At 7 am on the 19th of May 2007 Robbie and I (Team Goober and Runt) set out for El Dorado Park in Long Beach, CA to check in for the 35 mi Tour de Cure ride. It was overcast as can be expected for this time of year in Southern California, and to my New Mexico skin the temperature was a little colder than I would’ve liked. The moment the sky opened up and a slight rain fell I was bummed. But rain or shine I was going to ride. When we pulled into the parking area at the park I had on my shorts and a long sleeve shirt. When it was time to get in line for the ride I was in a tank top. “Cowboy up” I had said to myself, “When you start riding you’ll warm up.” Turns out that the infrequent opening of the sky was nice as it cooled me down. But let me back track slightly to before the ride began.
It was about 7:15 when we arrived at the park, perfect timing as that was when check-in for the 35 mi ride began. Being me, I had to show up at the start of check in time as opposed to closer to ride time (8:30), not knowing what I was to expect was my reasoning behind that. (In actuality though, I expected lines of people and having to wait to get checked in, and I really didn’t desire to have to wait in line.) Luckily for me though, having raised more than $1k, I got to skip the lines (although I can barely say any lines existed) and check-in at the Elite Riders Club, while all the other riders had to step from stations 1 to 2 to 3 etc, I got to bypass all that non-sense, hand in all my previous filled out paperwork and donation envelope, get my t-shirt, my wristbands, my bib/bike number. It was a painless process, quick and easy. (For me anways, Robbie had to fill out all his paperwork and stand in line to get checked in and get all his stuff).
After check-in, we unloaded our bikes, pulled our acts together, took some pictures, and waited until start time. We were supposed to start at 8:30, but we actually didn’t get to begin our trek until 8:45. Regardless, we were in our starting positions, which I chose, at 8:15 because I wanted to be near the front of the pack because I knew I would fall behind but I didn’t want to fall to the end of the pack, just to the middle. And that’s exactly what happened, so my plan worked out great.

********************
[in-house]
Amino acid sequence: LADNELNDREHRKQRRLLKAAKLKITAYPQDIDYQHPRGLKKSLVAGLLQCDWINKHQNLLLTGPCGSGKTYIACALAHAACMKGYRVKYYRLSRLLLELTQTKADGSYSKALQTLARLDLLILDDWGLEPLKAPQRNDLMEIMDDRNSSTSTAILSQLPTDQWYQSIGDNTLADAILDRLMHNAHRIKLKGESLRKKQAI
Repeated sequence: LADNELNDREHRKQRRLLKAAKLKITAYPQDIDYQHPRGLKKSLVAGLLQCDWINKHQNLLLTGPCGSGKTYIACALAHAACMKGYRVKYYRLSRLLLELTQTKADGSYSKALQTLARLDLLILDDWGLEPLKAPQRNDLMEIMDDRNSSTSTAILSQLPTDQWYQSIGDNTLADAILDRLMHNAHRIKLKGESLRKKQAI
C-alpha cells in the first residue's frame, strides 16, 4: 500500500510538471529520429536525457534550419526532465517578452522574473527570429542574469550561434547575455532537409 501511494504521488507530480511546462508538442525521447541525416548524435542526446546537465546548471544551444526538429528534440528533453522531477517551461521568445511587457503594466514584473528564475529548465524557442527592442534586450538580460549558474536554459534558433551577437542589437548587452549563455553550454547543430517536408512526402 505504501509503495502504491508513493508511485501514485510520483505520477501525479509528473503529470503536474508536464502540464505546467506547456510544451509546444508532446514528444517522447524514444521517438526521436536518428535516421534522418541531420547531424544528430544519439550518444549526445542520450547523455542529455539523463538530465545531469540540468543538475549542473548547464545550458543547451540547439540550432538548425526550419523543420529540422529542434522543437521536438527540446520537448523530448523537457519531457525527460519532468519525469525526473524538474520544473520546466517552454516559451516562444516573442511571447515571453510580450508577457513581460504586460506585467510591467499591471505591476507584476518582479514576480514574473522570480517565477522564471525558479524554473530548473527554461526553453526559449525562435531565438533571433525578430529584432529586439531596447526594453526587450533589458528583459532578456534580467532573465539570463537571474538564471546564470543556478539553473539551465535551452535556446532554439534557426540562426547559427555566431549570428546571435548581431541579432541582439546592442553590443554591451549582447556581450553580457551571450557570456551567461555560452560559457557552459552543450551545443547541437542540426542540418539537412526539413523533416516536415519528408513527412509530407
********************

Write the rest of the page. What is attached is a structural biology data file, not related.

The ride went well, the only thing that killed me were the overpasses which were hills, of course. They took my speed from about 12-14 mph down to about 7 mph and it also took me from being in bliss to whining and complaining about how I wasn’t going to make it, I of course made it and never did stop during my hill climbs. Boy did they wear me out though. We stopped at both rest stops. Robbie (a.k.a. Goober) was kind enough to inform me that if I didn’t stop at the rest stops that he’d chew me out and not be happy. I wasn’t happy about having to stop at the first rest stop. I thought it was unnecessary as I was doing just fine. (Of course, I assumed that I was doing just fine because I felt just fine, the stop was necessary to stop and test my blood and eat something so that my blood sugar didn’t go low before the next rest stop.) There were restrooms (gotta love those port-a-potties) and orange slices and water and Bear Naked Granola. If there were any other goodies, I didn’t notice, at the first rest stop I didn’t get anything (I was doing just fine, remember) and at the second rest stop my blood sugar was beginning to slope down so I had some orange slices and granola.
At about 30 miles I was worn out and couldn’t wait for the ride to be over with. At about 33 miles I began the “are we there yet?” questioning. At 35 miles I was rejoicing because I could see the finish and I knew I was there and I was more than happy.
Because I had made other plans for lunch we didn’t stick around for the post ride activities (I will tell you now that that was a dumb move on my part, but hindsight is also 20/20). But as I was loading my bike onto the car and I was cooling down and feeling much better, I couldn’t help but think, “Wouldn’t it be cool to ride in every state.”
My very first Tour de Cure ride went very well and as such, it’s far from being my last ride in the Tour de Cure.